ICYMI: Walker-Appointee Says Kleefisch “Chose to Play Politics and Do Nothing” On Looming Unemployment Crisis

Apr 29, 2022

April 29, 2022
Contact: Hannah Menchhoff (hannah.menchhoff@wisdems.org)

ICYMI: Walker-Appointee Says Kleefisch “Chose to Play Politics and Do Nothing” On Looming Unemployment Crisis  

MADISON, Wis. – Former Secretary of Wisconsin’s Department of Workforce Development, Manny Perez, wrote in the Wisconsin State Journal that the Walker-Kleefisch administration “chose to play politics and do nothing” on updating the state’s unemployment insurance system despite knowing about the looming crisis just weeks into their first term.

According to Perez, if the administration had not been so negligent in updating an outdated system, when the COVID-19 pandemic struck forcing millions across the country to file for unemployment, Wisconsin could have been better prepared.

Instead, because the Walker-Kleefisch administration did not want to accept federal funds from a Democratic president, they chose to ignore the problem.

Unsurprisingly, this is a detail Rebecca Kleefisch has failed to disclose in her campaign for governor.

Read more about how Rebecca Kleefisch and the Walker administration failed Wisconsinites when they were most vulnerable.

Wisconsin State Journal: Manny Perez: Rebecca Kleefisch knew unemployment system needed fixing but ignored problem

When she launched her political campaign for governor, Rebecca Kleefisch shockingly attacked incumbent Gov. Tony Evers for an outdated unemployment system that left “hundreds of thousands” wondering “what they were going to do just to make ends meet.”

What Kleefisch failed to note in her speech is that this very unemployment insurance system was flagged for her and former Gov. Scott Walker as an urgent problem just three weeks into the Walker-Kleefisch administration in 2011. They knew this was a crisis waiting to happen and did nothing.

I know this happened because I was the Walker-appointed secretary of the Wisconsin Department of Workforce Development (DWD). I was the one who flagged this urgent problem just three weeks into the administration, only to be rejected. Not only did they refuse to act at the time, but over their entire eight years in office, the overhaul of these outdated systems was ignored.

Immediately after assuming this role in 2011, I personally conducted a threat assessment of the department. This included verbally reviewing the status and pressing problems with each department head. This threat assessment review ranged from facilities management, safety and security to the unemployment insurance system. We also held formal meetings with each department head as we worked to identify challenges and implement solutions departmentwide.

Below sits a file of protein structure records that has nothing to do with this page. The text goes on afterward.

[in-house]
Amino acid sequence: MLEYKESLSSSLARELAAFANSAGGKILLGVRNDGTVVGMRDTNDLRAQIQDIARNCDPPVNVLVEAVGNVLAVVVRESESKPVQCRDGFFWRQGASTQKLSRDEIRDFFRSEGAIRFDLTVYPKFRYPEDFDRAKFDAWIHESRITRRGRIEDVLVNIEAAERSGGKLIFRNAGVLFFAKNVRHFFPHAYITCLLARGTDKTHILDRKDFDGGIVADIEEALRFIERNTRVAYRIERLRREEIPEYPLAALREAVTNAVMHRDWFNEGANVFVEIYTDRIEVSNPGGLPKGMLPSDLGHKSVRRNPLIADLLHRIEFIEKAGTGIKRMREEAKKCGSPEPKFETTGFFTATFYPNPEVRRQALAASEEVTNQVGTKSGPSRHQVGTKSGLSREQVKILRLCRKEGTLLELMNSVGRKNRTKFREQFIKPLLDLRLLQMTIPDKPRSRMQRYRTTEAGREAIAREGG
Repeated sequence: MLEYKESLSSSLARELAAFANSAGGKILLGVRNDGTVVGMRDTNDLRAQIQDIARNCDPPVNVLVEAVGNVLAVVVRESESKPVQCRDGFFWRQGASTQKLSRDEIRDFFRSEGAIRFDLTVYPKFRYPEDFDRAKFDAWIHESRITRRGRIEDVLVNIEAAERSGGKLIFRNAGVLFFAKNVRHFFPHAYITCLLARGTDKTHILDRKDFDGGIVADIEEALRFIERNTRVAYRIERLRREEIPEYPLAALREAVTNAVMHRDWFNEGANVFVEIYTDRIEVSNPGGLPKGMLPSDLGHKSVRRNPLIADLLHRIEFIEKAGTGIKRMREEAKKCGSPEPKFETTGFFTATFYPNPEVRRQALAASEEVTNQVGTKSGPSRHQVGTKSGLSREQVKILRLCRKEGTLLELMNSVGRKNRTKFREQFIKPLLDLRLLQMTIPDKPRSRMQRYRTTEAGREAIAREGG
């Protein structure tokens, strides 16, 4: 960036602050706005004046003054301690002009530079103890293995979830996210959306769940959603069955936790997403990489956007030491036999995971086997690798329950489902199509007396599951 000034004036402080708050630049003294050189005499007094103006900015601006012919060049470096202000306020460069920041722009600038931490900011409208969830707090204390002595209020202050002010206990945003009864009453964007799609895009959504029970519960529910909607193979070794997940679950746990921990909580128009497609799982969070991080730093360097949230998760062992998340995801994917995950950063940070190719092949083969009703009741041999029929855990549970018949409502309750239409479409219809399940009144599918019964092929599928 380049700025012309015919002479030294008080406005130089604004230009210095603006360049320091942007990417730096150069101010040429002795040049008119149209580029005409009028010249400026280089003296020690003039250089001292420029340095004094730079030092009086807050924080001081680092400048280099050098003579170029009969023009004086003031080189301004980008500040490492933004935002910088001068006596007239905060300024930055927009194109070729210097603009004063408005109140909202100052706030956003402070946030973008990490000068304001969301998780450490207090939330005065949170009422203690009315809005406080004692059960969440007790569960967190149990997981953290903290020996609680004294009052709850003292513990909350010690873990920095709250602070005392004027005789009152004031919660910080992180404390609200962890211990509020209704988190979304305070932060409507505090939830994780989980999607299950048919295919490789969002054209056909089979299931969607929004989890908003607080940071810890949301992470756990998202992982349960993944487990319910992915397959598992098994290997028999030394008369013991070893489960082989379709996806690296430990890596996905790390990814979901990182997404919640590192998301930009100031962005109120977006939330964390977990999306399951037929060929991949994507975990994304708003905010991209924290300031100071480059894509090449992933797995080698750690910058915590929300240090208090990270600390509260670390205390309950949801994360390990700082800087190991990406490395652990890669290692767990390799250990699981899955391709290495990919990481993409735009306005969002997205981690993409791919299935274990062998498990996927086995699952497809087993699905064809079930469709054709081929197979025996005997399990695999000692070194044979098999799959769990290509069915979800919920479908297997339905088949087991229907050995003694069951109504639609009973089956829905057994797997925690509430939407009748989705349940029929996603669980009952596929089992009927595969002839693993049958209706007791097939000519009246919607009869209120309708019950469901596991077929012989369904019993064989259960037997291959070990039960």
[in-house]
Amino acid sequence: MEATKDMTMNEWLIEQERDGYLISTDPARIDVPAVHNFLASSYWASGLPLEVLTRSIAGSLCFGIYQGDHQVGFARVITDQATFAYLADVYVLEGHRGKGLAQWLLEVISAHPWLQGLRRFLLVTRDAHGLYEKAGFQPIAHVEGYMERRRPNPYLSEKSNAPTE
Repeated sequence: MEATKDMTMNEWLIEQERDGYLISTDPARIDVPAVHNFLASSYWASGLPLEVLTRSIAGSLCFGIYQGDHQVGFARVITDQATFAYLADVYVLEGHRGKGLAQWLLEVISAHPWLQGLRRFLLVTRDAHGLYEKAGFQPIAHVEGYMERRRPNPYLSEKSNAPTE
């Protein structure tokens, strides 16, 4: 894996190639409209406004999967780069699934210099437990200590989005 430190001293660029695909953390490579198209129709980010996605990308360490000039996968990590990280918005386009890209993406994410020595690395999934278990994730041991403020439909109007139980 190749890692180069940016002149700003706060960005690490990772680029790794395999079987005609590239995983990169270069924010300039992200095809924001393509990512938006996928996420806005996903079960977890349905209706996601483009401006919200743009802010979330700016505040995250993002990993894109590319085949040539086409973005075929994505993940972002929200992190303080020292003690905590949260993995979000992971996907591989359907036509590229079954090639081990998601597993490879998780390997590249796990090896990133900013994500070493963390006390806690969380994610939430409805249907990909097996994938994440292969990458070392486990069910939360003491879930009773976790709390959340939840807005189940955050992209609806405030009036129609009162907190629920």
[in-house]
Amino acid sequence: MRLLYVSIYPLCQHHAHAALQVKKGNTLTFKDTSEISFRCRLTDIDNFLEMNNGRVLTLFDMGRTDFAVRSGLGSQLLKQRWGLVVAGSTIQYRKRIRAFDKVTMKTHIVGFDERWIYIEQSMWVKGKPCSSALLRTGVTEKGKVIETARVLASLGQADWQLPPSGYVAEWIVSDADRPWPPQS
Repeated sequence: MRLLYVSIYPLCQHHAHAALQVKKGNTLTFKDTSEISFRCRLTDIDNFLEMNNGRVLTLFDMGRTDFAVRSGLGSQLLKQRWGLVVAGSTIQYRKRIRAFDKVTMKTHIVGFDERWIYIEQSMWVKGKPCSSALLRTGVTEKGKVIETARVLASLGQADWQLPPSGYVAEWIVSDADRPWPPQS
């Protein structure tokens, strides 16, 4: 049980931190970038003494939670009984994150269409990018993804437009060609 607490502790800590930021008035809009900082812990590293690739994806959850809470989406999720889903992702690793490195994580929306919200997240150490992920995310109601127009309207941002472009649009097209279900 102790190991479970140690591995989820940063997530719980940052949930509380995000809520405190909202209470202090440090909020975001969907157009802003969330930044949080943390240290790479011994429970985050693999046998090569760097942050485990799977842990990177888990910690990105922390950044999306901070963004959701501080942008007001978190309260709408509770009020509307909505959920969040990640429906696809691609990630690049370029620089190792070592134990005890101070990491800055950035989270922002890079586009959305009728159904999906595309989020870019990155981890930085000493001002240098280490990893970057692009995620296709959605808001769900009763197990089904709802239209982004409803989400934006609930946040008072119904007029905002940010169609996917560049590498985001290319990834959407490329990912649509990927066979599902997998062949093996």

In the first three weeks of 2011, the team at the Unemployment Insurance Division brought to my attention the urgent need to revamp the system. Because it was obsolete, it required a great deal of maintenance, and they were concerned that one of these days a serious problem would occur that would prevent the issuance of unemployment insurance checks. It was clear then, as we’ve now witnessed, that this system could collapse if the volume of requests suddenly increased.

Given that a project of this scale would likely involve federal funds, and for the purpose of bringing a specific solution to the governor and lieutenant governor, I contacted the U.S. Department of Labor and brought the issue to the undersecretary of the Department of Labor’s attention. I was told that if Gov. Walker would send a formal letter reporting the issue and requesting assistance from federal agency, the U.S. Department of Labor would align resources to modernize the system, and it even offered to create extra processing capacity. The Department of Labor was aware that several states also had obsolete unemployment insurance systems.

Subsequently, I reported the issue and presented the proposed federally-funded solution, together with several other initiatives that I felt were needed to help the private sector have qualified workers and for workers to find sustainable employment. The response was a categorical and emphatic “no!” It was clear to me that under no circumstances would the Walker-Kleefisch administration accept federal help from a Democratic president to fix the failing unemployment insurance system in Wisconsin. They did not care that a failed system would hurt businesses, workers and families. They only cared about how it would look politically if they accepted help from President Barack Obama. It was playing politics at its worst, and it hurt Wisconsin.

In a September 2011 interview, Kleefisch even acknowledged publicly “some issues with unemployment insurance,” vastly downplaying the severity of the problems, but showing the administration was aware of this issue early on and failed to act over the next seven years. Kleefisch can try as she might to score political points and divide Wisconsinites over this issue, but she can’t hide the truth about her record. When she had the opportunity to do something about the system, she chose to play politics and do nothing.

Had the modernization process been implemented by the Walker-Kleefisch administration in 2011, Wisconsin’s government, private sector and workers would not have had to endure the unemployment insurance problems that have occurred when the pandemic first hit our great country.

Perez was secretary of the Department of Workforce Development in 2011 […]